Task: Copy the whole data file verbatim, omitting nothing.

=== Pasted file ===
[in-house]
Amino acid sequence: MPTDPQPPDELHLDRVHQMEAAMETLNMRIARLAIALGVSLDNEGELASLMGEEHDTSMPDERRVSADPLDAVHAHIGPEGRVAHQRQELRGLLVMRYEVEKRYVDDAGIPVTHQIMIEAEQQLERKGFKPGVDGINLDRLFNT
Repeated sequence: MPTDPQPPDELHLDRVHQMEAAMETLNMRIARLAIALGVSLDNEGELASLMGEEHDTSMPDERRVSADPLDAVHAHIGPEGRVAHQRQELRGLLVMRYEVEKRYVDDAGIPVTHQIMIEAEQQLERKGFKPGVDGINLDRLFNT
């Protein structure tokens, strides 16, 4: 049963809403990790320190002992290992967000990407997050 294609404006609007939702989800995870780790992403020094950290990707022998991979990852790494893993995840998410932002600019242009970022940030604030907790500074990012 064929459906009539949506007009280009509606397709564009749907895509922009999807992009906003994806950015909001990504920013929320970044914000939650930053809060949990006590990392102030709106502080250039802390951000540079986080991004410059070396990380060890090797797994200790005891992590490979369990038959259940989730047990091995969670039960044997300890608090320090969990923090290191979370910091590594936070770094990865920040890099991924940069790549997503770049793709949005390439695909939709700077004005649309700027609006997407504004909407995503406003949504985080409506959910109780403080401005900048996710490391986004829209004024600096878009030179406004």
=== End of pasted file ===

[in-house]
Amino acid sequence: MPTDPQPPDELHLDRVHQMEAAMETLNMRIARLAIALGVSLDNEGELASLMGEEHDTSMPDERRVSADPLDAVHAHIGPEGRVAHQRQELRGLLVMRYEVEKRYVDDAGIPVTHQIMIEAEQQLERKGFKPGVDGINLDRLFNT
Repeated sequence: MPTDPQPPDELHLDRVHQMEAAMETLNMRIARLAIALGVSLDNEGELASLMGEEHDTSMPDERRVSADPLDAVHAHIGPEGRVAHQRQELRGLLVMRYEVEKRYVDDAGIPVTHQIMIEAEQQLERKGFKPGVDGINLDRLFNT
């Protein structure tokens, strides 16, 4: 049963809403990790320190002992290992967000990407997050 294609404006609007939702989800995870780790992403020094950290990707022998991979990852790494893993995840998410932002600019242009970022940030604030907790500074990012 064929459906009539949506007009280009509606397709564009749907895509922009999807992009906003994806950015909001990504920013929320970044914000939650930053809060949990006590990392102030709106502080250039802390951000540079986080991004410059070396990380060890090797797994200790005891992590490979369990038959259940989730047990091995969670039960044997300890608090320090969990923090290191979370910091590594936070770094990865920040890099991924940069790549997503770049793709949005390439695909939709700077004005649309700027609006997407504004909407995503406003949504985080409506959910109780403080401005900048996710490391986004829209004024600096878009030179406004």